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Who is the founder of cognitive psychology?

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Cognitive psychology is the empirical study of mental processes that take place in our brain during specific behaviors and episodes throughout life.

Cognitive psychology and its study can be traced back to earlier attempts to organize studies in human behavior and mental processes that date back to the 18th century with the works of Berkeley and Hume. These are philosophers who intensified their search to establish clear patterns of behavior and cognition in humans.

In modern times we have been able to enhance the study of this field thanks to the works of Jean Piaget, BF Skinner, Wolfgang Kohler and Noam Chomsky. Therefore, there we cannot disport the entire charge of founding the science as a whole in one person. It has been a collective effort since centuries back into the field of psychology.

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Who is the founder of psychology?

Wilhelm Wundt is traditionally considered to be the father of modern psychology. Prior to Wundt, psychology was understood to be a branch of philosophy. Questions about the nature of mind had been considered as purely philosophical inquiries. There are numerous theories of mind, dating back to ancient Egypt and earlier.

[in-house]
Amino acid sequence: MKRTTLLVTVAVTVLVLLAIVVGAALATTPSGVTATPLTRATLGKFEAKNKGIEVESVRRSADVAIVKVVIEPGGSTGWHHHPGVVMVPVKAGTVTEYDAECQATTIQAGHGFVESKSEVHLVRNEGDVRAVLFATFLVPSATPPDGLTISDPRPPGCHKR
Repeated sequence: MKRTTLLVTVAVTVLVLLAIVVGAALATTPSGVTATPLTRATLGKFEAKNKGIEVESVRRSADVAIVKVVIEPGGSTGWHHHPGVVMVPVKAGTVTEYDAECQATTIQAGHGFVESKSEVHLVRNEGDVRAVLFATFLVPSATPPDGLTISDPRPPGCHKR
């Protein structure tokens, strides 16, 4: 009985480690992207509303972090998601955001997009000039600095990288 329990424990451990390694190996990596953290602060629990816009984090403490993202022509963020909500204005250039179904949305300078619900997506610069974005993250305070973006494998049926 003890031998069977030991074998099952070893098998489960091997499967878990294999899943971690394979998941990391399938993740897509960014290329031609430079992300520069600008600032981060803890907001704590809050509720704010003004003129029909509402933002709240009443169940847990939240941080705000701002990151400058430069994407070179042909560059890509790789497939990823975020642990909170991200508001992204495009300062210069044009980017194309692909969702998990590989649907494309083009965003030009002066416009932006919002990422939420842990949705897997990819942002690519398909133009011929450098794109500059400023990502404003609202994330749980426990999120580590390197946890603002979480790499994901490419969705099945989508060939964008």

Wundt was the first person to apply an experimental method to questions of mind. He believed that he could discover something about the workings of the mind not by logical deduction or philosophical musing, but by placing people in a controlled laboratory setting and observing their behavior. Wundt used specific protocols when studying his subjects, and even created special lab equipment (timers, motion sensors, etc.) to capture psychological data. 

Wundt founded the first graduate psychology program in 1879 at the University of Leipzig in Germany. There, he taught the first cadre of graduate students the unique methods and protocols of experimental psychology. 

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